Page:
Written by Bill Rapp — Former diplomat and US Government analyst Bill Rapp has brought his wealth of experience and research skills to bear in The Budapest Escape, third in a series of Cold War thrillers. The novel is set in Vienna and Budapest in 1956 when Hungary experience a revolution, the first major reaction against Soviet rule and one that was quickly quashed when Stalin’s tanks rolled into Budapest.
Karl Baier is the deputy chief of station for the CIA in Vienna, running agents behind the Iron Curtain through an Austrian border crossing he set up with the help of a Soviet official who was more dedicated to money than socialism. Baier smuggles refugees into Austria from the East and resettles them with the help of his wife, Sabine. But humanitarianism isn’t what’s driving Baier. He’s after information, and his best information comes from an asset by the name of Josef Kovacs, codename Bluebird.
Kovacs is a Hungarian patriot and loyal communist who agonises over the way his country has changed. He’s employed in the AVO, or State Protection Authority, the Hungarian version of the KGB. Baier’s dilemma comes when Kovacs doesn’t show up for a meeting, sending another in his place with a cryptic message saying “Josef needs you now” and “things are getting desperate over there.” With the British Intelligence Services fighting their own losing battle to retain control of the Suez Canal, he decides to travel to Budapest without support, in direct contravention of his orders from Washington.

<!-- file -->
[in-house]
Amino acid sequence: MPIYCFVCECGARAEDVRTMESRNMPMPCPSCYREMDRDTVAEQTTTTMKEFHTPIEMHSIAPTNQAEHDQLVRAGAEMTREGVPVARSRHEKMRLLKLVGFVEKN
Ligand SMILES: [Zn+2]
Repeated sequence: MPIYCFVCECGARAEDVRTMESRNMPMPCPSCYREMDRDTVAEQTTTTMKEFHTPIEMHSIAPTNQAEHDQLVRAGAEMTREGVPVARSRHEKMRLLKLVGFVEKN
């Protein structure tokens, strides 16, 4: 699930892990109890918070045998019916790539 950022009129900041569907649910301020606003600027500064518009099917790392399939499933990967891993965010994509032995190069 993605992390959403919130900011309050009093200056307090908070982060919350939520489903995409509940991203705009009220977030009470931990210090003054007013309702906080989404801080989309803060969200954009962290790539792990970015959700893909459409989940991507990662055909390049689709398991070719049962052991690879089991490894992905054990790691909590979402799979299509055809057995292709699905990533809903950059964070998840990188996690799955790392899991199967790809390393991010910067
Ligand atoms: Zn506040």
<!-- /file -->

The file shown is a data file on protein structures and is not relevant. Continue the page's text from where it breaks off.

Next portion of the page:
Those with an interest in this fascinating period of history will find the background Rapp provides intriguing. The historical detail is dense, revealed chiefly through conversations Baier has with other analysts and with Kovacs. The dialogue doesn’t always sound natural, for instance this particular exchange, which feels shoehorned in:
Kovacs shook his head “He met with Andropov twice today…”
“The Soviet Ambassador?”
Conversations such as this are awkward, but useful for most readers who wouldn’t know much about the minor figures in the Eastern Bloc at that time. Rapp clearly has a feel for the world of espionage, which is a product of his wealth of experience. Espionage novels often take one of two paths, they either shine a light on the methodical drudgery of espionage work, a la John le Carre, or paint a picture of a world where spies jump out of planes and sleep with armies of women, like Ian Fleming’s James Bond novels. Escape to Budapest is closer to the work of British spymaster Eric Ambler, whose books are more straightforward than le Carre’s and feel more realistic than Fleming’s.
Rapp’s sense of realism slips occasionally, as when Baier manages to stroll unnoticed through occupied Budapest, stumble to the parliament and observe from a safe distance while the Hungarian Deputy Prime Minister surrenders the government, and then makes it back to safety without anyone bothering him. The sense that Baier is an untouched outsider in the revolution does not last long, and he is quickly swept up in a game of double-crossing and international intrigue. Despite the occasionally clunky dialogue, the building tension and the ending is enough to satisfy any die hard spy-fan.
CFL Rating: 3 Stars